The Mexicali Rose, of course.
The bright, rose-colored, stucco eatery on Clay Street has been serving up stick-to-your-ribs Mexican dishes for more than 70 years.
And the no-frills place with its dark lounge and plain dining area is still one of the hottest hangouts for a Friday night for a decidedly African-American clientele.
But anyone would feel welcome.
"It's like 'Cheers' everyone knows each other," said Ike Stewart, a steady patron for 27 years who one Thursday night wore a "God don't like ugly"
"Everyone in here is a regular," he added, gesturing to the packed lounge adjoining the cavernous restaurant with Aztec-theme paintings on the walls.
Stewart knew the original owner, Efren Gomez, known as "Mr. Jorge."
A daughter is running the business now, which includes several other Mexican restaurants scattered across the East Bay.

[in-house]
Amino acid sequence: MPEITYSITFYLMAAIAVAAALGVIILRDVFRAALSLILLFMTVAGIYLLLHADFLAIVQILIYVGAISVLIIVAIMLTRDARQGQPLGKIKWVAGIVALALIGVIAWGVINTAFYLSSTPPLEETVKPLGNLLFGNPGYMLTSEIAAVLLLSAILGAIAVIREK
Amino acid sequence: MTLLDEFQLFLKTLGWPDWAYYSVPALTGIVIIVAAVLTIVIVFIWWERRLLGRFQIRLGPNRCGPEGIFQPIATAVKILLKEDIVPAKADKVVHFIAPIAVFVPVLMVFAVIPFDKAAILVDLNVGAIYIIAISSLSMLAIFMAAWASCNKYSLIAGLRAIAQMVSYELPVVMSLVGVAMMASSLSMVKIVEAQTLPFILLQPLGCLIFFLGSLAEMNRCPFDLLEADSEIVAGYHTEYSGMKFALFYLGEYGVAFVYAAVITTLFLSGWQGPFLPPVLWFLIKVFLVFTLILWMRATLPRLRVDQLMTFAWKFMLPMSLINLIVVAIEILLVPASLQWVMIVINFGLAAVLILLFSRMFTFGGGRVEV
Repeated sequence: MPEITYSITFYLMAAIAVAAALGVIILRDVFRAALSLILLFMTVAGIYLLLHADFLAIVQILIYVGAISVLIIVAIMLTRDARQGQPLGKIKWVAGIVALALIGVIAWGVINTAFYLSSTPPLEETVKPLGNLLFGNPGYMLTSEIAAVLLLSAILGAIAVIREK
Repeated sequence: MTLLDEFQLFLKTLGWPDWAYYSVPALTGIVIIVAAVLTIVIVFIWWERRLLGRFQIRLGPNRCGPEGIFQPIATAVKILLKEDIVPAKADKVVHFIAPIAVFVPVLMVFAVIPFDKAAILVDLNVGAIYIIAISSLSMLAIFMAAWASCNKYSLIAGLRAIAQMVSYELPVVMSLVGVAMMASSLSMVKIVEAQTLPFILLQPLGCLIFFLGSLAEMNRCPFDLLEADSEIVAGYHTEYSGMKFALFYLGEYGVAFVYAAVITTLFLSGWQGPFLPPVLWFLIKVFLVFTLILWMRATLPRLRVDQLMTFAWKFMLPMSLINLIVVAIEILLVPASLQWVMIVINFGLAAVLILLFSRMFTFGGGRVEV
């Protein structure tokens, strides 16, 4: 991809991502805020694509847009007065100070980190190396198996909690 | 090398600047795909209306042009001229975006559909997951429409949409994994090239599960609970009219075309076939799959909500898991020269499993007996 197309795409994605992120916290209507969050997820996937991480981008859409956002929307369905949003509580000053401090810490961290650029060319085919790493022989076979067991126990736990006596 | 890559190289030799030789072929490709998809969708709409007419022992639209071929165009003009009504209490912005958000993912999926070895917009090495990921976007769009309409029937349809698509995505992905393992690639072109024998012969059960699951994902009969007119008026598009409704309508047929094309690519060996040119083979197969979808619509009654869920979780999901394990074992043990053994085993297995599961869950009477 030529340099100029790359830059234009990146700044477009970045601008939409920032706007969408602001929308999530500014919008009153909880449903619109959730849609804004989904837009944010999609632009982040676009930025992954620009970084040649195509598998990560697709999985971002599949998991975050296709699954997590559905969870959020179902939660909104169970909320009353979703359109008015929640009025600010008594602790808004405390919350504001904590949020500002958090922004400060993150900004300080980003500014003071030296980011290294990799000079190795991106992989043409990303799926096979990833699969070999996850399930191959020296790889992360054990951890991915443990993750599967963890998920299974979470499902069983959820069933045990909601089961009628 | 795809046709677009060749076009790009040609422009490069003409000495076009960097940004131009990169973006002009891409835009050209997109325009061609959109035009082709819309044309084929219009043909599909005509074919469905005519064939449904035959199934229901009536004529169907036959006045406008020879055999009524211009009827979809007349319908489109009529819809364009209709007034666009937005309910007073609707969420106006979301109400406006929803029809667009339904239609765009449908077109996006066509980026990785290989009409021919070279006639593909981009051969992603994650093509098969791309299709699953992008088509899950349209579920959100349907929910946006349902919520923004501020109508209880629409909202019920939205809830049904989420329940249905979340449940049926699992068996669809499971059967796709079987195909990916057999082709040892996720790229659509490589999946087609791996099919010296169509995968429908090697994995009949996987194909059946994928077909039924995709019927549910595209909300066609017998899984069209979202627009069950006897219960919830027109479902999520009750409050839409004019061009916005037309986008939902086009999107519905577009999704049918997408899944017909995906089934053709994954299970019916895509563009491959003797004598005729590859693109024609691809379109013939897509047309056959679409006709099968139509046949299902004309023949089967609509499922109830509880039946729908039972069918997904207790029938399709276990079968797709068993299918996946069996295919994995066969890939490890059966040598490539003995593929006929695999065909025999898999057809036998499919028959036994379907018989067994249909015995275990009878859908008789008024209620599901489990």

There are also Mexicali Roses in New Jersey (several, in fact), Wisconsin, Philadelphia and even Australia.
But none are as pink as Oakland's, or probably as old.
The same family has operated the restaurant for more than 70 years.
When the Mexicali opened at 547 7th St., about 80 years had passed since the Alta California Peralta family lost the giant ranch that became Oakland in1852, the tail end of the Great Depression had lost its much of its sting, and Oakland residents could see the Bay Bridge
It wasn't all roses for the Mexicali, though. In 1944 the restaurant ran afoul of officials twice. The booze police (State Board of Equalization) suspended its liquor license for 15 days for serving an "obviously intoxicated person," according to press accounts of the time.